Do you want to help your moody toddler be happier? 

Have you ever heard someone tell you that your toddler is going to be bouncing off the walls if you feed them too much sugar? Maybe you have noticed a shift in mood with your own toddler after they eat sugary things. Or maybe, hours after eating something sweet your toddler will crash or have a tantrum much worse than normal. Or maybe, these tantrums are a frequent thing and you want to know if you can help. 

The terrible twos or threes are already hard enough without something external making toddlers even more moody!  

Sugar can have a huge impact on our bodies. I want to provide some insight as to why sugar can have a negative affect on toddlers and how this knowledge can be used to help stabilize a toddler’s moods.

 

Spoon Fork Cutlery Icing Sugar  - congerdesign / Pixabay

Background: Why and How does Sugar Affect a Toddler 

Sugar.

Delicious.

Addictive.

And generally considered a major reason why so many people are overweight. Many people don’t understand that not only can sugar have a huge impact on your waistline, but it can affect mood and cause long time mood issues. 

Potatoes Not Prozac: Solutions for Sugar Sensitivity is a book I highly recommend to understand more about sugar and how it may affect the human body. The author, Dr. Kathleen Desmaisons, talks about her research on sugar sensitivity and how it can affect addiction and mood.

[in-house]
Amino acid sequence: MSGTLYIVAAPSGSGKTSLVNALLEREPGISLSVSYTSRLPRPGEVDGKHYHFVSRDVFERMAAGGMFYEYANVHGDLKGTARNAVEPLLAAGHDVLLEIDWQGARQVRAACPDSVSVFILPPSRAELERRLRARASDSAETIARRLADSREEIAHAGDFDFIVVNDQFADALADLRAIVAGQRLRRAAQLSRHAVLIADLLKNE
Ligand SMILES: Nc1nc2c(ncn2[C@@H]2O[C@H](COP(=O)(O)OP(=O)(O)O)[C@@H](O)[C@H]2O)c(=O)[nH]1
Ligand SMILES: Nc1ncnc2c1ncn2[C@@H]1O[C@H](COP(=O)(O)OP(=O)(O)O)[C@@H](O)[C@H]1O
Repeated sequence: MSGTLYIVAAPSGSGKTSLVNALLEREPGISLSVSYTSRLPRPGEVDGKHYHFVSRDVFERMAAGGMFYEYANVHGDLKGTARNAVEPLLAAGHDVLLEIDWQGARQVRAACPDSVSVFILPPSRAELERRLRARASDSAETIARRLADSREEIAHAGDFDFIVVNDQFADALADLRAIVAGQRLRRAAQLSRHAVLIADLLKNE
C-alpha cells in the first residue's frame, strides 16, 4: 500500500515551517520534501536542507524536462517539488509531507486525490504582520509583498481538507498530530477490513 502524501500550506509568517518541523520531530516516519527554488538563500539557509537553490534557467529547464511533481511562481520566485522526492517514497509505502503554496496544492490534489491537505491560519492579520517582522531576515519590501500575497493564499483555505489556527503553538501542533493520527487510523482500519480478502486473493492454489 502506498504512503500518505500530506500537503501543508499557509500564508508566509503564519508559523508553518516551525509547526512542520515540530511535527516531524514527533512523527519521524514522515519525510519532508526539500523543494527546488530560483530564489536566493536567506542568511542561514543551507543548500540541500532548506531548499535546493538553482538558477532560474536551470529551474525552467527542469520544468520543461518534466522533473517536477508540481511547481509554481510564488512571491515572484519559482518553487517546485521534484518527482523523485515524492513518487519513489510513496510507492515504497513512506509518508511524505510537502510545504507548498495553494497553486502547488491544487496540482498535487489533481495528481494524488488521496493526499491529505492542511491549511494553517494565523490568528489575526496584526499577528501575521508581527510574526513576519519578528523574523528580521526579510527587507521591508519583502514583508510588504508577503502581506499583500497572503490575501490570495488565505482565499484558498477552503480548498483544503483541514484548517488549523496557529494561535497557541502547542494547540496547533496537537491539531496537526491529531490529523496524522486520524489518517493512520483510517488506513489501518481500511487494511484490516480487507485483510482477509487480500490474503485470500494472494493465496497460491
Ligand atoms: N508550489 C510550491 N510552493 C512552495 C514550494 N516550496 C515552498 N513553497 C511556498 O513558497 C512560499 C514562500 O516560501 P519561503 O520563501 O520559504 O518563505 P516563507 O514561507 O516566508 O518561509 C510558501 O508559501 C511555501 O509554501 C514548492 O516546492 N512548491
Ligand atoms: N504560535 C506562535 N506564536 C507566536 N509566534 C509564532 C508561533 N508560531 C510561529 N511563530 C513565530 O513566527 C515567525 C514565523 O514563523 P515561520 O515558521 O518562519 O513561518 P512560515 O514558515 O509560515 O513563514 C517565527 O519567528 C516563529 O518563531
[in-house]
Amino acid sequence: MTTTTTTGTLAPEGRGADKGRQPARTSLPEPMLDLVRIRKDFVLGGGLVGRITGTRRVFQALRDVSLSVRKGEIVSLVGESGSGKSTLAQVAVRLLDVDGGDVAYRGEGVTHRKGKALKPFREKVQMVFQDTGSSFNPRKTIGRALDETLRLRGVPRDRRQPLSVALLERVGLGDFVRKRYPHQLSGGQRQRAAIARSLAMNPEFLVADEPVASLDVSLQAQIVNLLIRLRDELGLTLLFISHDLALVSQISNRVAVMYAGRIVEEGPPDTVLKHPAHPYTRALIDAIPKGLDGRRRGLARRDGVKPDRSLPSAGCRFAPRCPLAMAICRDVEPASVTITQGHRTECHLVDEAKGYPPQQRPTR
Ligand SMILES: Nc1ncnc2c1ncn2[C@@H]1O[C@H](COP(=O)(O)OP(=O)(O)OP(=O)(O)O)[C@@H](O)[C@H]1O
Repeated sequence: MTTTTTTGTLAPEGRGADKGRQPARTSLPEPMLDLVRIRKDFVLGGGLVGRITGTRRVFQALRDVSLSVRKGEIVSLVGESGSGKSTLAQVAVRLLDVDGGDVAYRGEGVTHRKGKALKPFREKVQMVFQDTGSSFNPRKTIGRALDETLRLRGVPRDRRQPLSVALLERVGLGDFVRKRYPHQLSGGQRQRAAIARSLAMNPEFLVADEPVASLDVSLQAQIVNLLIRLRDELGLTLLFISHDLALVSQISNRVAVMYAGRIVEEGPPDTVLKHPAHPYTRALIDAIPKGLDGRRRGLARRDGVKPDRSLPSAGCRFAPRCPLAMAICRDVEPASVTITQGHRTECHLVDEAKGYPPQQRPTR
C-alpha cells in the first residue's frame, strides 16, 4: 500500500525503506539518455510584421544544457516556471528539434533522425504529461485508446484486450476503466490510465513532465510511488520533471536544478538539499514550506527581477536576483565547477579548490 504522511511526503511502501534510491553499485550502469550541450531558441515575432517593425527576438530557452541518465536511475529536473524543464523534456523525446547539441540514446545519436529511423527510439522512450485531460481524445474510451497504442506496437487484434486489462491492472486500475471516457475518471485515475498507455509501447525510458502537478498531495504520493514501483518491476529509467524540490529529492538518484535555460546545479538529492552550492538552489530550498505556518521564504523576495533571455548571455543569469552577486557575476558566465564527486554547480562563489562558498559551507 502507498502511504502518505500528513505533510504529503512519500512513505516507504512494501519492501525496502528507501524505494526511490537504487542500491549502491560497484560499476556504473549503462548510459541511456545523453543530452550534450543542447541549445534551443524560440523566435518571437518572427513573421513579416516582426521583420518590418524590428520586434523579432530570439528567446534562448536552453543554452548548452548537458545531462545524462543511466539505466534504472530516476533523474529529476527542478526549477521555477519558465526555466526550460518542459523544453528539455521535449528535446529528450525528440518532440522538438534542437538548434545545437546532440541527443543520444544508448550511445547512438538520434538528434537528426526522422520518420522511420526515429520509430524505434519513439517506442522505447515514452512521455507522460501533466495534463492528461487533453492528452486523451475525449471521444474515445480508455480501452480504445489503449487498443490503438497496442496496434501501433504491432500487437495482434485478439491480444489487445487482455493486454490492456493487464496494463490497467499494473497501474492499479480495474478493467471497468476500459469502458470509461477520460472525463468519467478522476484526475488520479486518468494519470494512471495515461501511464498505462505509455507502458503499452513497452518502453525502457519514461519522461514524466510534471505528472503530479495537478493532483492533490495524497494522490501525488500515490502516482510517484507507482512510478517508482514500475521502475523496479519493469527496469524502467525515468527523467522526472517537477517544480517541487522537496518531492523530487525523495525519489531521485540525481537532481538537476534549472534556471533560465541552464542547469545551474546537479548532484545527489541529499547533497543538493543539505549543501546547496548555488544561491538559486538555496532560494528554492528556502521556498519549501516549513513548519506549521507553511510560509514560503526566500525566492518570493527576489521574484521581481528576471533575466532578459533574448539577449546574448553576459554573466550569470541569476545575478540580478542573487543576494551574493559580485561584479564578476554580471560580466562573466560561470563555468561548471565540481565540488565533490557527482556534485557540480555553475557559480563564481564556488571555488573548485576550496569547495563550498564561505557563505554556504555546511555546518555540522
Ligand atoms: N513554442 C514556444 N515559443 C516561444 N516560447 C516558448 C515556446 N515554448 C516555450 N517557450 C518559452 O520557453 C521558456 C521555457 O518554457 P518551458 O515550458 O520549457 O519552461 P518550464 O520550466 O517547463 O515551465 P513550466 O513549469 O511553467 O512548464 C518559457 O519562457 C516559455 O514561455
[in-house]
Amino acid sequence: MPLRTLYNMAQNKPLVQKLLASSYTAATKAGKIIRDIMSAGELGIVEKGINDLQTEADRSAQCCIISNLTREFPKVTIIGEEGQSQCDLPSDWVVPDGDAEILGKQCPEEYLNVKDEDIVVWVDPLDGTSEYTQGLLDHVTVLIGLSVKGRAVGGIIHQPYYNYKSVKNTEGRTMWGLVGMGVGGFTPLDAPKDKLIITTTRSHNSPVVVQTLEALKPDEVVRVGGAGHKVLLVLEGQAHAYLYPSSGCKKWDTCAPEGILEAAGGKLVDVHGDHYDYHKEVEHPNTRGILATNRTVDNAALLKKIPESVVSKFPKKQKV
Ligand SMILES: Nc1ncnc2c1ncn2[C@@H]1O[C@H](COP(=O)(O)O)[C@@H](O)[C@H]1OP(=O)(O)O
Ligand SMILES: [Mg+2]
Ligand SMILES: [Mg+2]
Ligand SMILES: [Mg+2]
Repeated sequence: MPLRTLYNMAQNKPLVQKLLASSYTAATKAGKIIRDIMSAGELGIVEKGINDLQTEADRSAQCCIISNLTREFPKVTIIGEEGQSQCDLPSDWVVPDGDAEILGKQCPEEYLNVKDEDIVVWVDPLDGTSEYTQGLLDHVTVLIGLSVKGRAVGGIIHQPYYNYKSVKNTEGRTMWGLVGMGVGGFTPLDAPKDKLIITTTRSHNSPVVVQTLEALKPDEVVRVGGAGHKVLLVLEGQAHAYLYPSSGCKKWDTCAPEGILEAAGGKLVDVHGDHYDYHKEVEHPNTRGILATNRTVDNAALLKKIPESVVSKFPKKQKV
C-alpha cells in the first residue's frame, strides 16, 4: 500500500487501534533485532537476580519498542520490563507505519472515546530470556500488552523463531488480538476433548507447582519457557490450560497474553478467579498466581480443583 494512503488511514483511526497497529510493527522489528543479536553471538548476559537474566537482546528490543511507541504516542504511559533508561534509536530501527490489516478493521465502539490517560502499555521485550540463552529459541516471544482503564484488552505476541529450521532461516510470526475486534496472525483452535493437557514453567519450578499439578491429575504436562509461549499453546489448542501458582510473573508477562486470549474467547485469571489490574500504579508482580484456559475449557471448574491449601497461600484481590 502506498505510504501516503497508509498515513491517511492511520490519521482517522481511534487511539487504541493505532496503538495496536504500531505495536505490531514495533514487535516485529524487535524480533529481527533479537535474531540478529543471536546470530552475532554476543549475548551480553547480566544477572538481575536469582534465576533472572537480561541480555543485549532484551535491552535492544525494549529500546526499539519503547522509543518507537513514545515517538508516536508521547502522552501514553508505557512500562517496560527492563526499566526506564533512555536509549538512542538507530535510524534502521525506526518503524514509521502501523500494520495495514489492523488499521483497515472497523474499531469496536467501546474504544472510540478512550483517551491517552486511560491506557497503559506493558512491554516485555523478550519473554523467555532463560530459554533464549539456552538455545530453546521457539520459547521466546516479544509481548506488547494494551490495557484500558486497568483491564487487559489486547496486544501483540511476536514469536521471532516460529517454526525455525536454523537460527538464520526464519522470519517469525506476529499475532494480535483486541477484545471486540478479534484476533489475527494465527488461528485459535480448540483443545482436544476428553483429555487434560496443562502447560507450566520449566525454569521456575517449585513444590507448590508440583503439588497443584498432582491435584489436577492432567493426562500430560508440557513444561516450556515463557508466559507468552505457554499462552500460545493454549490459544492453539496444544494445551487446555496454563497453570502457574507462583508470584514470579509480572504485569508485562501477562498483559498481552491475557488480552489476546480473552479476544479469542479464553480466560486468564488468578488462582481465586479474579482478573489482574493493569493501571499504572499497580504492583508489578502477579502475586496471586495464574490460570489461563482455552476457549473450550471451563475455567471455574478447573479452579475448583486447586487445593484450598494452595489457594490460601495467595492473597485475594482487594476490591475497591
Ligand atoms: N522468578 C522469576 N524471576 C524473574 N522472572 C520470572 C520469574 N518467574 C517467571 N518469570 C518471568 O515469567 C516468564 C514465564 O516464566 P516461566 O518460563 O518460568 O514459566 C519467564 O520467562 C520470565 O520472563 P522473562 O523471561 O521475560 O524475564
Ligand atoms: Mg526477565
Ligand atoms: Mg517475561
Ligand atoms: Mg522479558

When processed by our bodies, sugar causes the body to release serotonin. Serotonin is what is often referred to as the “happy chemical.” 

Serotonin is a mood stabilizer as well as being essential for sleeping, eating, healing, bone health, and much more

No wonder why eating sugar feels and tastes so good! If it makes our body release this chemical then what’s the problem?

Well. Having a chemical stimulated unnaturally in our bodies can interrupt the natural processes that create that chemical. If your body receives a signal to over-create a chemical, pretty soon the normal level changes. Your body no longer produces a normal amount of that chemical without a boost from a stimulant: such as sugar. Your body will stop working the way it should. 

So what happens when the sugar stops and your body isn’t producing that happy chemical?